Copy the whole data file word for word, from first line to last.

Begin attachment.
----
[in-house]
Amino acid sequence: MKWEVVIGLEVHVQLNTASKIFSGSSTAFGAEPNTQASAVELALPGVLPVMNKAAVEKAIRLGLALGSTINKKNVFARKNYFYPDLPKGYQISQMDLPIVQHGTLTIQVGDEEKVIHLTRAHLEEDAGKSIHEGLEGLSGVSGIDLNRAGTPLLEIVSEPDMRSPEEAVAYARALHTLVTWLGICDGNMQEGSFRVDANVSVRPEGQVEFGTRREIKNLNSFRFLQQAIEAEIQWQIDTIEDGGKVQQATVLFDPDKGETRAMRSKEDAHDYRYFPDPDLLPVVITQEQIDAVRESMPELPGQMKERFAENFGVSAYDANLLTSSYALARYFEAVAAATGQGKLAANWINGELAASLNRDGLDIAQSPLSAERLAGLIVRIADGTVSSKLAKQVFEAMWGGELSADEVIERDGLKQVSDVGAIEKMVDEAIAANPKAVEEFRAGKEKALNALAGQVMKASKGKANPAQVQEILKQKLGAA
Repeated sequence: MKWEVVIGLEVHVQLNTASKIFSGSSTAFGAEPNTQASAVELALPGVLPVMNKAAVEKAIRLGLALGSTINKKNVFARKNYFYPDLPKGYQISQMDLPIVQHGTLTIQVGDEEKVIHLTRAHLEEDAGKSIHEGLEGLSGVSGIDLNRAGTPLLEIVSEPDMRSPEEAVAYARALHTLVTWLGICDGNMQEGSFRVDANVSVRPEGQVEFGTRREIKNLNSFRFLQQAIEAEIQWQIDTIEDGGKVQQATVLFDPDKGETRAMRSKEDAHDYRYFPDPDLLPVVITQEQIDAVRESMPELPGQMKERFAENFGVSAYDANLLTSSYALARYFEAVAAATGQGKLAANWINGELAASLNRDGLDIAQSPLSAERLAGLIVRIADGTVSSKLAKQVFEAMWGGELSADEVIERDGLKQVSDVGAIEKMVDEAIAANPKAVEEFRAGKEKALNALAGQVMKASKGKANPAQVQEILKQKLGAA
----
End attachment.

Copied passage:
[in-house]
Amino acid sequence: MKWEVVIGLEVHVQLNTASKIFSGSSTAFGAEPNTQASAVELALPGVLPVMNKAAVEKAIRLGLALGSTINKKNVFARKNYFYPDLPKGYQISQMDLPIVQHGTLTIQVGDEEKVIHLTRAHLEEDAGKSIHEGLEGLSGVSGIDLNRAGTPLLEIVSEPDMRSPEEAVAYARALHTLVTWLGICDGNMQEGSFRVDANVSVRPEGQVEFGTRREIKNLNSFRFLQQAIEAEIQWQIDTIEDGGKVQQATVLFDPDKGETRAMRSKEDAHDYRYFPDPDLLPVVITQEQIDAVRESMPELPGQMKERFAENFGVSAYDANLLTSSYALARYFEAVAAATGQGKLAANWINGELAASLNRDGLDIAQSPLSAERLAGLIVRIADGTVSSKLAKQVFEAMWGGELSADEVIERDGLKQVSDVGAIEKMVDEAIAANPKAVEEFRAGKEKALNALAGQVMKASKGKANPAQVQEILKQKLGAA
Repeated sequence: MKWEVVIGLEVHVQLNTASKIFSGSSTAFGAEPNTQASAVELALPGVLPVMNKAAVEKAIRLGLALGSTINKKNVFARKNYFYPDLPKGYQISQMDLPIVQHGTLTIQVGDEEKVIHLTRAHLEEDAGKSIHEGLEGLSGVSGIDLNRAGTPLLEIVSEPDMRSPEEAVAYARALHTLVTWLGICDGNMQEGSFRVDANVSVRPEGQVEFGTRREIKNLNSFRFLQQAIEAEIQWQIDTIEDGGKVQQATVLFDPDKGETRAMRSKEDAHDYRYFPDPDLLPVVITQEQIDAVRESMPELPGQMKERFAENFGVSAYDANLLTSSYALARYFEAVAAATGQGKLAANWINGELAASLNRDGLDIAQSPLSAERLAGLIVRIADGTVSSKLAKQVFEAMWGGELSADEVIERDGLKQVSDVGAIEKMVDEAIAANPKAVEEFRAGKEKALNALAGQVMKASKGKANPAQVQEILKQKLGAA